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The San Diego Zoo and a sanctuary in Kenya are teaming up to save the northern white rhino by in-vitro fertilisation from extinction
Quelle:: San Diego Zoo, Ol Pejeta Conservancy and DPA
Last week, the San Diego Zoo, in conjunction with the Ol Pejeta Conservancy in Kenya, announced a plan to save the northern white rhino from extinction by assisted reproduction.
Currently, there are only four individuals left of that rhino subspecies.
As the four aging rhinos are not capable of natural reproduction, the plan is to perform rhino in-vitro fertilisation (IVF) that will allow the transfer of a northern white rhino embryo to a southern white rhino surrogate mother.
Scientists hope that the gathered egg cells and semen from the last northern white rhinos would allow for the reintroduction of the subspecies, even after their demise.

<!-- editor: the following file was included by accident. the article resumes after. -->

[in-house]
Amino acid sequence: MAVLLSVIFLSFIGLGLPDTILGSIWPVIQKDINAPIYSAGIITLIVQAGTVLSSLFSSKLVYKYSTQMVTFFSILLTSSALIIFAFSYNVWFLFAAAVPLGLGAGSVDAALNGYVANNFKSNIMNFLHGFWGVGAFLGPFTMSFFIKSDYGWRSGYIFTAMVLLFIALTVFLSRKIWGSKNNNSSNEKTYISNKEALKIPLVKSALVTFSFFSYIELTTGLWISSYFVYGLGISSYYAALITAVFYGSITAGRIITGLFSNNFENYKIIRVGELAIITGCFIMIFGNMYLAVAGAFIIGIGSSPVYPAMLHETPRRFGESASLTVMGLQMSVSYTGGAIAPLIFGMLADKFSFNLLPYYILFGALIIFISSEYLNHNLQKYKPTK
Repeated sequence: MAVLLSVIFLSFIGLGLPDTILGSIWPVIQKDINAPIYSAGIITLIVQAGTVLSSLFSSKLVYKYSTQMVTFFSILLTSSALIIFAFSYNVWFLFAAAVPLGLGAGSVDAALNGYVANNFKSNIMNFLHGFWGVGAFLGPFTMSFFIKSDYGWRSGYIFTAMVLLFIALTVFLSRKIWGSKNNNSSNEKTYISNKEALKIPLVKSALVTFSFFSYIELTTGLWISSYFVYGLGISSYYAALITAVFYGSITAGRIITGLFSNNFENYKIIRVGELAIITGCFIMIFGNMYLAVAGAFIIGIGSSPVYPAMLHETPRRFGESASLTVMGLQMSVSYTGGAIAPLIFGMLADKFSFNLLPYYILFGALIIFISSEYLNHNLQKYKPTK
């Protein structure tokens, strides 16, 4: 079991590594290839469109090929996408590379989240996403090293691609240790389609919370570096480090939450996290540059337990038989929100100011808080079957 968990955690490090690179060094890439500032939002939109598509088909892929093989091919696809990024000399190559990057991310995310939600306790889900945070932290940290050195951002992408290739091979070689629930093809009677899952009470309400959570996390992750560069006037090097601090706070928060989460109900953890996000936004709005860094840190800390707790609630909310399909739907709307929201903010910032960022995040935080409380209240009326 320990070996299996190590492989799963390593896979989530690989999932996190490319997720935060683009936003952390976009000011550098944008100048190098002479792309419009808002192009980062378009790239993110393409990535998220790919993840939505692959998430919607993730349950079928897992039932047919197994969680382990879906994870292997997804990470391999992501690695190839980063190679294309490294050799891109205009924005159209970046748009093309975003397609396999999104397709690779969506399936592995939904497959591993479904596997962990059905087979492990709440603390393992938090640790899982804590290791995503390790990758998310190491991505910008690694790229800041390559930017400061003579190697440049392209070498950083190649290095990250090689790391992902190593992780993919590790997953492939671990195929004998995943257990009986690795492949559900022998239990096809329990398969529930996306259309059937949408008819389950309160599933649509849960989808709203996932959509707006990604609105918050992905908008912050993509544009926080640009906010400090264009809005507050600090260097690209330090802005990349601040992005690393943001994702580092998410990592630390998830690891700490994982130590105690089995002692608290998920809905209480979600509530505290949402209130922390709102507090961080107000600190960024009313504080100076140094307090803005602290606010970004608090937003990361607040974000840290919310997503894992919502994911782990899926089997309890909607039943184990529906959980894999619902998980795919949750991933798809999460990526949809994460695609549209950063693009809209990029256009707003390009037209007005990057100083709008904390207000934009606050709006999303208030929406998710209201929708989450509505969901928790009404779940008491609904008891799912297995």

It will be the first time that egg cells are extracted from female rhinos.
The world's northern white rhino population drastically dropped from 2 000 rhinos in 1960 to only 25 by 1998, due to poaching, habitat destruction and civil unrest.
The last male northern white rhino, named Sudan, is under 24-hour armed protection, together with the two females Nahin and Fatu, at the Ol Pejeta Conservancy in Kenya.
The San Diego Safari Park is home to the fourth one, the female Nola.
Update, 23 November 2015, 2.29 GMT:
Nola, the 41-year old female at the San Diego Zoo in California, was euthanised on Sunday, 22 November, after her health took a turn for the worse.